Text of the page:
For optimal growth, sow seeds in late winter or early spring.

Sow your seeds for this plant in late winter or early spring. They grow well when sown directly in the garden, so they are even low maintenance to start. Plant seeds in groups of three, 12 inches apart. The seeds do not require stratification and should be surface sown or covered very lightly with soil. Light will enhance germination. 

If planting seedlings, plant each one foot apart, only as deep as the root ball. These plants have a one to three-foot spread, so they need a bit of space between them. Wait until the growth is workable and the threat of frost has passed in the spring, as frost will damage the foliage. 

How to Grow

These flowers are easy to grow and care for. In fact, there is little work to tending them, and they multiply easily. They are drought tolerant and not particular about soil type, although drainage is very important. Give them some shelter from strong winds, which can cause the thin stems to flop over. 


Close-up of daisies under full sun in a garden. Daisies boast slender, erect stems that support clusters of captivating white flowers with sunny yellow centers. Each flower presents a classic daisy-like appearance, with pristine white petals radiating outward and encircling the bright yellow disk florets at the center.
For abundant blooms, provide these plants with full sun exposure.

These flowering plants thrive best in full sun. The more sun, the better they will flower, and flowers are the main objective. They will tolerate partial shade, and it is unlikely to inhibit their growth. However, they will not flower as prolifically under partial shade conditions. It is difficult to give these plants too much sun. 


Close-up of a Leucanthemum vulgare flower covered with water drops. The flower is large, daisy-like, with white elongated petals radiating outward and encircling the bright yellow center.
Established daisies thrive with minimal watering, especially during droughts.

Keep your seeds and seedlings consistently moist while germinating until the plants establish a strong root system. Once your plants have sprouted and have several true leaves, you can decrease watering. One to two inches per week is plenty of water for these plants when they are young. 

Once established, they are drought-tolerant and need very little additional water. In times of prolonged drought, you may want to give them some supplemental water. In times of regular rain, established plants shouldn’t need additional watering. 


Close-up of tilling soil with a hoe. A hoe typically features a long wooden or metal handle attached to a flat, rectangular blade. The soil is loose and dark brown in color.
Oxeye daisies thrive in poor soils but dislike heavy clay.

You won’t need to worry much about soil for these plants. Oxeye daisies actually grow very well in poor soil types. The exception is with clay-heavy soil. Because these plants need excellent drainage, clay soil will need some amending. Clay tends to hold water and compact easily, which are death sentences for the roots of this plant.

They can grow well in loamy and sandy soil types as long as they drain freely. A neutral to alkaline soil pH is ideal, so don’t worry about adding much organic matter. In a container, plain, unamended potting soil will be just fine. 

Temperature and Humidity

Close-up of flowering Leucanthemum vulgare plants in a sunny garden. Leucanthemum vulgare, commonly known as oxeye daisy, presents a charming appearance with its slender stems. Atop these stems sit clusters of striking white flowers with sunny yellow centers, each bloom resembling a classic daisy. The petals are pure white.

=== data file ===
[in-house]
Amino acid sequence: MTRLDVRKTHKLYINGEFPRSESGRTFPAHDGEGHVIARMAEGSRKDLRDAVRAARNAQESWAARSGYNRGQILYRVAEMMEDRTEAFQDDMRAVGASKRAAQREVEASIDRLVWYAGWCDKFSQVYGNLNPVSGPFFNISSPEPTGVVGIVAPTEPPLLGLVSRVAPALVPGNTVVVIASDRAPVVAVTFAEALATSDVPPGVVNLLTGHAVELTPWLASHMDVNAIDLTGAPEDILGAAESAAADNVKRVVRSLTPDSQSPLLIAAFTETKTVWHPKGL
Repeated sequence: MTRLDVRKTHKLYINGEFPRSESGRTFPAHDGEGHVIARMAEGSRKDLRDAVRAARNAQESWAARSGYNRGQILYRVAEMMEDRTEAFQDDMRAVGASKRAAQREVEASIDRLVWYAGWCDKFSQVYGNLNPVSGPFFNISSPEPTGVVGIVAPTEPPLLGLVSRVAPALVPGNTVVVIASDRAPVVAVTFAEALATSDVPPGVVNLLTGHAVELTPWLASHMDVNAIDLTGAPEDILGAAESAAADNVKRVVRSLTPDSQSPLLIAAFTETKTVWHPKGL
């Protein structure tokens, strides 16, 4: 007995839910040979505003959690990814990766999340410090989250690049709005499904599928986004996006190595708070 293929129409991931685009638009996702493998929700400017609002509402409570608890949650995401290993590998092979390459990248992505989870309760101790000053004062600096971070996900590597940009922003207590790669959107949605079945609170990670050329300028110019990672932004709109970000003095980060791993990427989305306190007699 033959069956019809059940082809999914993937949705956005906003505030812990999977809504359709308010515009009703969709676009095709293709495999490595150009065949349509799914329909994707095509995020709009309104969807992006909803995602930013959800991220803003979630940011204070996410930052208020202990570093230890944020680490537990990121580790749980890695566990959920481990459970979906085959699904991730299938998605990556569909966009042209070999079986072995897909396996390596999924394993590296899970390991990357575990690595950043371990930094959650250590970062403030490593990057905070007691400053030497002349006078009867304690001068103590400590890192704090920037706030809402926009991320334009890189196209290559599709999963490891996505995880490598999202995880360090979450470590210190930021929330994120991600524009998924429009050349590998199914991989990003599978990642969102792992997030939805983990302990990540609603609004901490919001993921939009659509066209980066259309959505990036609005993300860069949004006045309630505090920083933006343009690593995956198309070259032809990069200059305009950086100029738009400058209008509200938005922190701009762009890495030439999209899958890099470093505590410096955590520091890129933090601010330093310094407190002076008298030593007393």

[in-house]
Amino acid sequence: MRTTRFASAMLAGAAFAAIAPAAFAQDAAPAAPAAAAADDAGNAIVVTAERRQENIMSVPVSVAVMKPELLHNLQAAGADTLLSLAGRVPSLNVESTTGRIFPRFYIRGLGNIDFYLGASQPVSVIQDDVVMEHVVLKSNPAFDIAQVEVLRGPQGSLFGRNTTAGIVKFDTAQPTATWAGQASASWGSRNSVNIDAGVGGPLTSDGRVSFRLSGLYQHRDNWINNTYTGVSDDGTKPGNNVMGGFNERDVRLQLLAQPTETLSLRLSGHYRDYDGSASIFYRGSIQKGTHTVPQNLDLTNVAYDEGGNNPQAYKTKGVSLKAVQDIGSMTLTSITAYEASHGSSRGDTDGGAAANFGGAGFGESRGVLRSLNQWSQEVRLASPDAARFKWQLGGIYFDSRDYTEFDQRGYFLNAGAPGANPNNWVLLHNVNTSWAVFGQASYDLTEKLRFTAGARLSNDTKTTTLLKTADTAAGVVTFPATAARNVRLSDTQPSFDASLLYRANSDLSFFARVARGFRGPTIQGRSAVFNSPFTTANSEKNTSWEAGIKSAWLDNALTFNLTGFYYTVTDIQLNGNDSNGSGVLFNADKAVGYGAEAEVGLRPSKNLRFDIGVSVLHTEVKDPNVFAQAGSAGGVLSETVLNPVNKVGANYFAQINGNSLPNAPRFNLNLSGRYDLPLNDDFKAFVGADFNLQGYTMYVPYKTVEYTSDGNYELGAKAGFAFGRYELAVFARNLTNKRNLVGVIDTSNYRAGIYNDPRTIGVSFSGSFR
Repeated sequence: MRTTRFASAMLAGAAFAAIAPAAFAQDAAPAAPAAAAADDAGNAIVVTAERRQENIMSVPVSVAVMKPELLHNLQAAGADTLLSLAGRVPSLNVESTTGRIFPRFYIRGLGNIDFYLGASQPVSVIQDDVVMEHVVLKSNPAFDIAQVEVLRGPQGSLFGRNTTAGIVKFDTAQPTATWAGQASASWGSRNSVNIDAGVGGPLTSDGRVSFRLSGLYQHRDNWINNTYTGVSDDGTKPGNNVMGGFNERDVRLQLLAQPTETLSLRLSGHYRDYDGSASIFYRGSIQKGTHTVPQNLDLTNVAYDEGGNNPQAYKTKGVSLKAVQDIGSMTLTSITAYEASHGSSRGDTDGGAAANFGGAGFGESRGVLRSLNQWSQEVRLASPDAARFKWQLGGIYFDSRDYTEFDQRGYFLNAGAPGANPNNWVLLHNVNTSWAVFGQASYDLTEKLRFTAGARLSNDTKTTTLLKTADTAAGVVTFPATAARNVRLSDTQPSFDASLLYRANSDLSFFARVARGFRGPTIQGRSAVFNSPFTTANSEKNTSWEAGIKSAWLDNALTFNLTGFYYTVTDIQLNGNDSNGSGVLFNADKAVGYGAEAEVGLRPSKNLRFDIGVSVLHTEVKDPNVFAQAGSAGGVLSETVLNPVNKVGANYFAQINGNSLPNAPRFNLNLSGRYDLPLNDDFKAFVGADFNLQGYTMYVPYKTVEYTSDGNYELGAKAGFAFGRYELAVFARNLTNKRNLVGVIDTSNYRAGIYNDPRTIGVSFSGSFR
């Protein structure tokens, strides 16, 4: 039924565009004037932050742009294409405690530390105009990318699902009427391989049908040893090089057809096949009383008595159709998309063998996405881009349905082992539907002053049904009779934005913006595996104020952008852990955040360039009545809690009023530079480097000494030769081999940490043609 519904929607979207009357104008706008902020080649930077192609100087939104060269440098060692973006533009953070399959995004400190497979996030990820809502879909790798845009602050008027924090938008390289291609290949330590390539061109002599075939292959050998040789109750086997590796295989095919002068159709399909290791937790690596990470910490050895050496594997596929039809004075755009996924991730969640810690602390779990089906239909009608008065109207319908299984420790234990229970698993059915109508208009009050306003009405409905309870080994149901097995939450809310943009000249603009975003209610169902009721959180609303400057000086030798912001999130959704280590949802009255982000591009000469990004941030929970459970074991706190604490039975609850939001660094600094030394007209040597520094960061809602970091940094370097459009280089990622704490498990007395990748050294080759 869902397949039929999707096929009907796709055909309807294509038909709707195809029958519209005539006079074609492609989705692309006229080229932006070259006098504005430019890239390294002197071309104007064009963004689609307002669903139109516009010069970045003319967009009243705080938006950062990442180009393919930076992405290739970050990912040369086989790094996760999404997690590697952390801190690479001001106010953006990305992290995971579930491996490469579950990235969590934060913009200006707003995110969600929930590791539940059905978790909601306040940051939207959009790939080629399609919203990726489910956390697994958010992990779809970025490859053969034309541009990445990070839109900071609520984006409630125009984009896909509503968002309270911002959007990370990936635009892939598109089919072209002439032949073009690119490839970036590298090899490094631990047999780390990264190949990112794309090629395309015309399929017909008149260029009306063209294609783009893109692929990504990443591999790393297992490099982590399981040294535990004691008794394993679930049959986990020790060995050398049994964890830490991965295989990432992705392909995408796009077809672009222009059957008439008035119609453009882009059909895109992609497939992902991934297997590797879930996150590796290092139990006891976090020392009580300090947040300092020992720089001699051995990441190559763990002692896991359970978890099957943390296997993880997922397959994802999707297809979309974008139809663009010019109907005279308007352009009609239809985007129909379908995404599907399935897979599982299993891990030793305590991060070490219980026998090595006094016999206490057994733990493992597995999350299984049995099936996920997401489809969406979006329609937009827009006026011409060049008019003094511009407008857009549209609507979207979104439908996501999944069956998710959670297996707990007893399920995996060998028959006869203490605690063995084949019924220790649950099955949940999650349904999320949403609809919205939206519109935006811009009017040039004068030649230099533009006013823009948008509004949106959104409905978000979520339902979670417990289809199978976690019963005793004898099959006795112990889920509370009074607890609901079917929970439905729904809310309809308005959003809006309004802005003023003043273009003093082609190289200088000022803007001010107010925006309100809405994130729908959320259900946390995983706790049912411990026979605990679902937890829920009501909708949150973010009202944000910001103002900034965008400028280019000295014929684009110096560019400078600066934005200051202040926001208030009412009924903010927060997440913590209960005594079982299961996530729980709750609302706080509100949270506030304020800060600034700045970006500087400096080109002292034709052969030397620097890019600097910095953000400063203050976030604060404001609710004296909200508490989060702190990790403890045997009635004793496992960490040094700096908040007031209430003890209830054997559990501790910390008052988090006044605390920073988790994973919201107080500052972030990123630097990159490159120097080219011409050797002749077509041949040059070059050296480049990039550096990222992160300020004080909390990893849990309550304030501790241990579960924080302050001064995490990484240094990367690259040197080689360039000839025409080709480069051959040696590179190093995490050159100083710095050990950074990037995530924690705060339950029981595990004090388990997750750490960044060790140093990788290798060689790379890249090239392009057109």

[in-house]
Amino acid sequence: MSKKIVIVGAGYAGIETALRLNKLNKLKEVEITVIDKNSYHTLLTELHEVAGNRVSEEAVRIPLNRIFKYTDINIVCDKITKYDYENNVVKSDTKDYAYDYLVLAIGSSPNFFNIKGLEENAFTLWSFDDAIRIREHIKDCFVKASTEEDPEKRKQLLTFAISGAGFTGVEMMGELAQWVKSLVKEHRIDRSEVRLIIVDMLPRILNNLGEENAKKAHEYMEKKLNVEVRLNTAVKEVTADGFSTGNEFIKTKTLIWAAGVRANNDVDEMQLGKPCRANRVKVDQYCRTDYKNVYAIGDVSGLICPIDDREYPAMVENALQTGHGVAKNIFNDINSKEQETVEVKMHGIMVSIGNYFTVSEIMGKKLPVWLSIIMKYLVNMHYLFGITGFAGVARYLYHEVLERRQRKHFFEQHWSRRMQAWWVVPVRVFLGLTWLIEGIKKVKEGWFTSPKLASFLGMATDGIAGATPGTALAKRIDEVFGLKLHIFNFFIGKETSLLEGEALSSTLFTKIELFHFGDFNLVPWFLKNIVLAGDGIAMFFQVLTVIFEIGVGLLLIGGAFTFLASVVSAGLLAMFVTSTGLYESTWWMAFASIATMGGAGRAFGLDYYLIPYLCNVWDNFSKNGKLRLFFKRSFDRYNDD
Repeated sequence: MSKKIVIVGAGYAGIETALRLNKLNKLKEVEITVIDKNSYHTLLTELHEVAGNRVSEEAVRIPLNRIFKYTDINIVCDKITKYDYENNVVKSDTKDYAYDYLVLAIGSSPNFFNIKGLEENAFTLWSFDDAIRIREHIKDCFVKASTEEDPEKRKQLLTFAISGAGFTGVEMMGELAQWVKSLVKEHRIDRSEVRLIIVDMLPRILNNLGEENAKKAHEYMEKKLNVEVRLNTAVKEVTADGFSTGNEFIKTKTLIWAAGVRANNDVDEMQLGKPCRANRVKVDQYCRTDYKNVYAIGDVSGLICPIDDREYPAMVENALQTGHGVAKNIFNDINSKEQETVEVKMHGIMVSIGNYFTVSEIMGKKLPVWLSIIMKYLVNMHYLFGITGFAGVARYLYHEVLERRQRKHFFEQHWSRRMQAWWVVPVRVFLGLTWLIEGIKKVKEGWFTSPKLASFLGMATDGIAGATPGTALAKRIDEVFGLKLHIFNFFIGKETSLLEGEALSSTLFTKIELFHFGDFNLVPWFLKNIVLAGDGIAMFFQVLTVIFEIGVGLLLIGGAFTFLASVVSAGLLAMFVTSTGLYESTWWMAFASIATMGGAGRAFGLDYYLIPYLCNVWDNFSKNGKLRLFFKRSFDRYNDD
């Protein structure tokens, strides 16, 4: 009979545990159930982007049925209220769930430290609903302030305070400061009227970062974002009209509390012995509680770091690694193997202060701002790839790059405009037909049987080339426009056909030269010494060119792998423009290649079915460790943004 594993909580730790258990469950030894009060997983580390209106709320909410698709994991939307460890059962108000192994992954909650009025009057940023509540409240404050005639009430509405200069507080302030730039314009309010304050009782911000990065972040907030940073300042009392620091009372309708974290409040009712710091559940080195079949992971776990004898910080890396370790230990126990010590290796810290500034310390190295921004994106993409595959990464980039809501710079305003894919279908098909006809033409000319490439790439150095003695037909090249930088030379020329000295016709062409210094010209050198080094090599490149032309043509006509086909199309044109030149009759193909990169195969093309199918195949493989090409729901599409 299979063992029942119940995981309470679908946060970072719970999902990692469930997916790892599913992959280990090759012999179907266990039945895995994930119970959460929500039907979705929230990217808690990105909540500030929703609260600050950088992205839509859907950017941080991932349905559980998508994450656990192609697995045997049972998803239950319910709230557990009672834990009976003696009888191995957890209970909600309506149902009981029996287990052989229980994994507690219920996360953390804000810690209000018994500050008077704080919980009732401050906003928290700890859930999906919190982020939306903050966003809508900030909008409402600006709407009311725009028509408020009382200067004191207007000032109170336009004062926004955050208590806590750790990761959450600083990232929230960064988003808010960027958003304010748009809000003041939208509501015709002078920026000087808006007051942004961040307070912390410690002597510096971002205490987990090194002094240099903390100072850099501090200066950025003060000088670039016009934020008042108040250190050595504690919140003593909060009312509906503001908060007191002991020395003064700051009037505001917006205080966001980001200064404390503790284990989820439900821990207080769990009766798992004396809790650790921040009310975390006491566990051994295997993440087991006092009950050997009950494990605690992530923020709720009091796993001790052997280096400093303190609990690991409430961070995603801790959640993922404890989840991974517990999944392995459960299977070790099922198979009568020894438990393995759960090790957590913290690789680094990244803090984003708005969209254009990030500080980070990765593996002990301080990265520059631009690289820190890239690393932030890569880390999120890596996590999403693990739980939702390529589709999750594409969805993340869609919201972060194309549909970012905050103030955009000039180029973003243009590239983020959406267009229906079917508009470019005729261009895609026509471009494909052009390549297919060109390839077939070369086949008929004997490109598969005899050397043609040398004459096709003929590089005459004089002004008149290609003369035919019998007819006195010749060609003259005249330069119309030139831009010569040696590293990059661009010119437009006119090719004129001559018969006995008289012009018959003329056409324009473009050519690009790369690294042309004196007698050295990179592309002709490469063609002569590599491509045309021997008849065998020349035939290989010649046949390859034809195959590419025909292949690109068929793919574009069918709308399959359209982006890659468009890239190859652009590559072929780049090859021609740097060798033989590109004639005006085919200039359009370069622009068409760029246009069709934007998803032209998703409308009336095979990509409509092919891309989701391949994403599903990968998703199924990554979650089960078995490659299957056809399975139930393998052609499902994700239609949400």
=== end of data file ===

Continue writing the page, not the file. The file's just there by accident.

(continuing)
For optimal growth and flowering, ensure 130 frost-free days.

Oxeye daisies need 130 frost-free days to grow, flower, and reproduce. They are hardy in Zones 3-8, and their roots will tolerate very cold temperatures. The optimal soil temperature for germination is between 60-65°F (16-18°C). The foliage will survive in a light frost and is hardy down to 28°F (-2°C). 

In terms of humidity, these plants appreciate moist weather in the spring. They will germinate and grow best at a humidity level between 40-60%. In very hot and humid climates, it is best to give them some shade in the afternoon. 


Close-up of granular fertilizer in a sack and a small garden shovel standing nearby on green grass. Granular fertilizer has an irregular, slightly rounded shape and a pastel pinkish tint.
A springtime boost with balanced fertilizer perks up oxeye daisies.

Oxeye daisies are wildflowers, and they don’t require fertilizer under most circumstances. However, if you want to give them a little boost in the spring, it won’t hurt.

One springtime application of an all-purpose, balanced fertilizer is sufficient. An application of a 10-10-10 formula at the beginning of the growing season will wake up dormant plants and get them growing. 


Drying of mown grass with oxeye daisy blooms. Close-up of a pile of cut stems, leaves and flowers of an oxeye daisy plant. The stems are thin and long. The flowers are large, daisy-like, with white petals and bright yellow discs in the centers.
Regular deadheading keeps daisies blooming and prevents excessive spreading.

To increase blooming power, deadhead your daisies regularly. This will also help to slow their spread. If you want to keep them confined to an area, it will require some effort. If you want to thin out and control the spread of your plants, remove them before they go to seed. 

These plants have a shallow root system, so they are not difficult to remove completely. Simply mowing down any seedlings and preventing them from flowering will help to keep your plants under control. 

Growing in Containers

Close-up of an old iron flowerpot with blooming flowers in a sunny garden. The plant features slender stems rising from a basal rosette of lance-shaped leaves with serrated edges. Atop these stems are clusters of charming white flowers with sunny yellow centers. The leaves provide a lush green backdrop to the profusion of blooms